Scottish sitar maestro enthrals London audience
Clem Alford, who gained music degrees in India, performed extensively and collaborated with leading musicians there and in the West, is among a growing number of British musicians whose knowledge and virtuosity is acknowledged in the world of Indian classical music.world Updated: Mar 29, 2017 20:18 IST
Clem Alford, a Glasgow-born sitar artiste who has won several accolades in India and the West, gave a virtuoso performance on Tuesday as classical music grows in popularity in Britain. Alford took to the instrument in the 1960s after being inspired by Ravi Shankar and Ali Akbar Khan.
Called a “Scottish Pandit” for his knowledge of Indian classical music traditions, Alford, 70, chose Raga Puriya Kalyan for a detailed and mellifluous exposition (alap, jor, jhala), and concluded the Nehru Centre concert with a delightful Ragamalika (garland of ragas).
Alford, who gained music degrees in India, performed extensively and collaborated with leading musicians there and in the West, is among a growing number of British musicians whose knowledge and virtuosity is acknowledged in the world of Indian classical music.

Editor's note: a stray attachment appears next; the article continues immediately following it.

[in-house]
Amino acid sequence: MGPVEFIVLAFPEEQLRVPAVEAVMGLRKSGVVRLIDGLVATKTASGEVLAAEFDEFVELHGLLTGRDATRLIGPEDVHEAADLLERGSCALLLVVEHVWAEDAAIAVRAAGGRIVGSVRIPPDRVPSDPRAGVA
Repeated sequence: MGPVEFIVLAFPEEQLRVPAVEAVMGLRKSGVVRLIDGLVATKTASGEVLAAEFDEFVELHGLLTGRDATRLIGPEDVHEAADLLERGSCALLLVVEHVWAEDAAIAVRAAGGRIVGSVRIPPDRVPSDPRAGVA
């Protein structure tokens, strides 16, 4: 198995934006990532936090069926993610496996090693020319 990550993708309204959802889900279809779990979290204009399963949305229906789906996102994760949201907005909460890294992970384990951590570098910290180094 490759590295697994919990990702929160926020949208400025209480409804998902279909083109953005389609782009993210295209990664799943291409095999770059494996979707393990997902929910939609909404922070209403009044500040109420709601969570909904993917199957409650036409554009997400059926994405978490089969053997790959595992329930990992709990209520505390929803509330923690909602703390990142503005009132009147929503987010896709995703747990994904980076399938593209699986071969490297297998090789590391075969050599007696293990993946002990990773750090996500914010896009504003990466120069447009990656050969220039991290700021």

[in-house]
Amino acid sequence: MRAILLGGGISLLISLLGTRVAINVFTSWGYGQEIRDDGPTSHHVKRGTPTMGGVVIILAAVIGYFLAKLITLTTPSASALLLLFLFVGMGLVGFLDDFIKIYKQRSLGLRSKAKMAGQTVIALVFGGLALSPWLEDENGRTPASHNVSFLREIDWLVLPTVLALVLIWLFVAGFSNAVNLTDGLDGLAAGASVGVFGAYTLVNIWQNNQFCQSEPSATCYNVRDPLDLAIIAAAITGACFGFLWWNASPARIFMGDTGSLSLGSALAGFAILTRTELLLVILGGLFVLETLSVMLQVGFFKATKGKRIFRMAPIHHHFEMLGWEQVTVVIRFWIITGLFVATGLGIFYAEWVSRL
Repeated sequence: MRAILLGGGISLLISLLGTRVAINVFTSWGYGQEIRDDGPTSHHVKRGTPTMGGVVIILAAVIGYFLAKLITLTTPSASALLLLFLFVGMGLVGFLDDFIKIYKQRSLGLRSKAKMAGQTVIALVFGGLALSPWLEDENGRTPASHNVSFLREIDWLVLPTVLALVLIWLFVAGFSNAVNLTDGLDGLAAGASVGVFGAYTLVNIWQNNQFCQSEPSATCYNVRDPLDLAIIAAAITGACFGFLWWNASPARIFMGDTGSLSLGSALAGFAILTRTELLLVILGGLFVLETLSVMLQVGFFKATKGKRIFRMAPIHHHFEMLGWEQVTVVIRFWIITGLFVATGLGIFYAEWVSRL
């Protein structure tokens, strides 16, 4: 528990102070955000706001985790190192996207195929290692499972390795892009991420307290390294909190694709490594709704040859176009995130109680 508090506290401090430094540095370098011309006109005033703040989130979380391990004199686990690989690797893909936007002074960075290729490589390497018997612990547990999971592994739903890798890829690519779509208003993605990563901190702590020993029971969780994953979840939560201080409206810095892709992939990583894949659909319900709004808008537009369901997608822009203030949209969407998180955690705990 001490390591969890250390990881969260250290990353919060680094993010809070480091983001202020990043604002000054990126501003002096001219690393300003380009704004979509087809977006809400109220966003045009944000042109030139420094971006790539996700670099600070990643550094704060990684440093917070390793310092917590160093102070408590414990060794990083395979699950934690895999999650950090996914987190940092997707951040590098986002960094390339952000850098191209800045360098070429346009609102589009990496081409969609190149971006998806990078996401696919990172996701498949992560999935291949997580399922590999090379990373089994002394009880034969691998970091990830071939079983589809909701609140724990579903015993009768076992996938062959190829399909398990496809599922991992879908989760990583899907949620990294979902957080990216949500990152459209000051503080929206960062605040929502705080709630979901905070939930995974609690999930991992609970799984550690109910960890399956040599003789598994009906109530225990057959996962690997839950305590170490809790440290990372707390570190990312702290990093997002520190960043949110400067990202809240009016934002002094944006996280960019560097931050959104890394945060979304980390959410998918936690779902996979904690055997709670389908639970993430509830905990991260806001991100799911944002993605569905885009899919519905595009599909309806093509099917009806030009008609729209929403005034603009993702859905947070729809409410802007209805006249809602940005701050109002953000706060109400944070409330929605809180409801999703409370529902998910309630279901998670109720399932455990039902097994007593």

Other such artistes include Mick Taylor (sitar), Nicolas Magriel (sarangi), Jonathan Mayer (sitar), Clive Bell (flute), the late John Jhalib Millar (tabla), Pete Lockett (tabla/percussion) and Chris Doddridge (restorer of ancient instruments/rudra veena, surbahar & sur sringar).
“All these musicians have spent between 30 and 40 years learning Indian instruments. The popularity of our classical music is also growing now due to sites such as Youtube and Facebook,” Jay Visvadeva, head of Sama Arts Network, a leading cultural organisation, said.
Alford, who has taught hundreds of people at the Bharatiya Vidya Bhavan in London over the years and composed music for some films, told Hindustan Times: “Indian classical music is safe in the hands of the young generation in India. It is growing here too.”
He said the man who deserved the most credit for popularising Indian classical music in the west was Ravi Shankar, whose collaboration with the Beatles in the 1960s contributed to growing interest. Since then, its popularity has been growing exponentially, he added.
Exponents of classical music frequently travel to London and elsewhere in the UK, while several Indian musicians settled in the country have, over the years, enriched the cultural scene with their individual performances as well as collaborations with Western musicians and groups.
Alford was accompanied on the tanpura by his student Ben Hazleton and on the tabla by Udit Pankhania.